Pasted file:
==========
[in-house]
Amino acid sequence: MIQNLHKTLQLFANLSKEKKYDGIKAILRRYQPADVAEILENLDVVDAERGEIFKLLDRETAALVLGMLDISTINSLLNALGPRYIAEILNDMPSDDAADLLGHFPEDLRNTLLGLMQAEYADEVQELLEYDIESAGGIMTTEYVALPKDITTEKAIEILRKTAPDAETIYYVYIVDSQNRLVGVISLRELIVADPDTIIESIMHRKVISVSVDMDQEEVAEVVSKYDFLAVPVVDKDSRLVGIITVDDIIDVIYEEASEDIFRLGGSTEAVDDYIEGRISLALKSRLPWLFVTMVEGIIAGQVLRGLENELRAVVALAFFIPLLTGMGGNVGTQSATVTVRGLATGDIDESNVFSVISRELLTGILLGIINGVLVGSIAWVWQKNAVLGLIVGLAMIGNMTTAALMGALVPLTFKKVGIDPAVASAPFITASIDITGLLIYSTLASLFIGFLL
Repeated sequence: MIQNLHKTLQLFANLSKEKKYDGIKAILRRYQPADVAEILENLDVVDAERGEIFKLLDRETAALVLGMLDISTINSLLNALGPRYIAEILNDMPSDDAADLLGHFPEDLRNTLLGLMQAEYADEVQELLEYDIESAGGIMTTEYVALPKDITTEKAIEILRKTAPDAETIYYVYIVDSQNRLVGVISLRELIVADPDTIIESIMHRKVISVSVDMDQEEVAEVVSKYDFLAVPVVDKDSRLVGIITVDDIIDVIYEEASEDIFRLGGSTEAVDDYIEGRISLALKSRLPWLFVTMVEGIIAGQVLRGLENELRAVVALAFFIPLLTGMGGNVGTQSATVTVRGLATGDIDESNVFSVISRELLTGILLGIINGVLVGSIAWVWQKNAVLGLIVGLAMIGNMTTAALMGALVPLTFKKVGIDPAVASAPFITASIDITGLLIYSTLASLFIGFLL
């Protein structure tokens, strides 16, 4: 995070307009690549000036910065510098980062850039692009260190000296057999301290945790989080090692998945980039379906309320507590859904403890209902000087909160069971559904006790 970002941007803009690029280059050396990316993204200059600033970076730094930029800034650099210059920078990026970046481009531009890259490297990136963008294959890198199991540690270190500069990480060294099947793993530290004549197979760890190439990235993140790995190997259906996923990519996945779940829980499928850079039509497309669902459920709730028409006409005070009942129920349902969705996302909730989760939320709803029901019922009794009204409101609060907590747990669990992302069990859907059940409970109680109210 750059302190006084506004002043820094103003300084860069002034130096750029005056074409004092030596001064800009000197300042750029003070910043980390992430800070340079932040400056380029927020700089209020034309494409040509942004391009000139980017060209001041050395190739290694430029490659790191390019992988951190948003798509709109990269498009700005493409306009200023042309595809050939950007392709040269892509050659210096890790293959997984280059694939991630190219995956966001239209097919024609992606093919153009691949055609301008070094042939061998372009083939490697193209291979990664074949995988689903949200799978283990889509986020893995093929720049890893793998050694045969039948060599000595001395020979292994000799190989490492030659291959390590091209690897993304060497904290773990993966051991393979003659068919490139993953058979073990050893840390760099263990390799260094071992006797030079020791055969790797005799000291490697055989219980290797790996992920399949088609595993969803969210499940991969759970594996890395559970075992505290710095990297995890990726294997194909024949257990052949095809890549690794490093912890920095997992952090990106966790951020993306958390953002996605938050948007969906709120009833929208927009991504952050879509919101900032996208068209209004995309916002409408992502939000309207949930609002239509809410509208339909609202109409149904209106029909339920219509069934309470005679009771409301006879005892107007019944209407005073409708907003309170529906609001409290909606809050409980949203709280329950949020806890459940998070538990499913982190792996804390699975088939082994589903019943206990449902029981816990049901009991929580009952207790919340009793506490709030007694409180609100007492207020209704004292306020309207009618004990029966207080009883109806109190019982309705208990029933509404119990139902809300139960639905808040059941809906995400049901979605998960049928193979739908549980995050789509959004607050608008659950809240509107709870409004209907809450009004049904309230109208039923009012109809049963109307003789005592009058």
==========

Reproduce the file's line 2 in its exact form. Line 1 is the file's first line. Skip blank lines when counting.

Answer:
Amino acid sequence: MIQNLHKTLQLFANLSKEKKYDGIKAILRRYQPADVAEILENLDVVDAERGEIFKLLDRETAALVLGMLDISTINSLLNALGPRYIAEILNDMPSDDAADLLGHFPEDLRNTLLGLMQAEYADEVQELLEYDIESAGGIMTTEYVALPKDITTEKAIEILRKTAPDAETIYYVYIVDSQNRLVGVISLRELIVADPDTIIESIMHRKVISVSVDMDQEEVAEVVSKYDFLAVPVVDKDSRLVGIITVDDIIDVIYEEASEDIFRLGGSTEAVDDYIEGRISLALKSRLPWLFVTMVEGIIAGQVLRGLENELRAVVALAFFIPLLTGMGGNVGTQSATVTVRGLATGDIDESNVFSVISRELLTGILLGIINGVLVGSIAWVWQKNAVLGLIVGLAMIGNMTTAALMGALVPLTFKKVGIDPAVASAPFITASIDITGLLIYSTLASLFIGFLL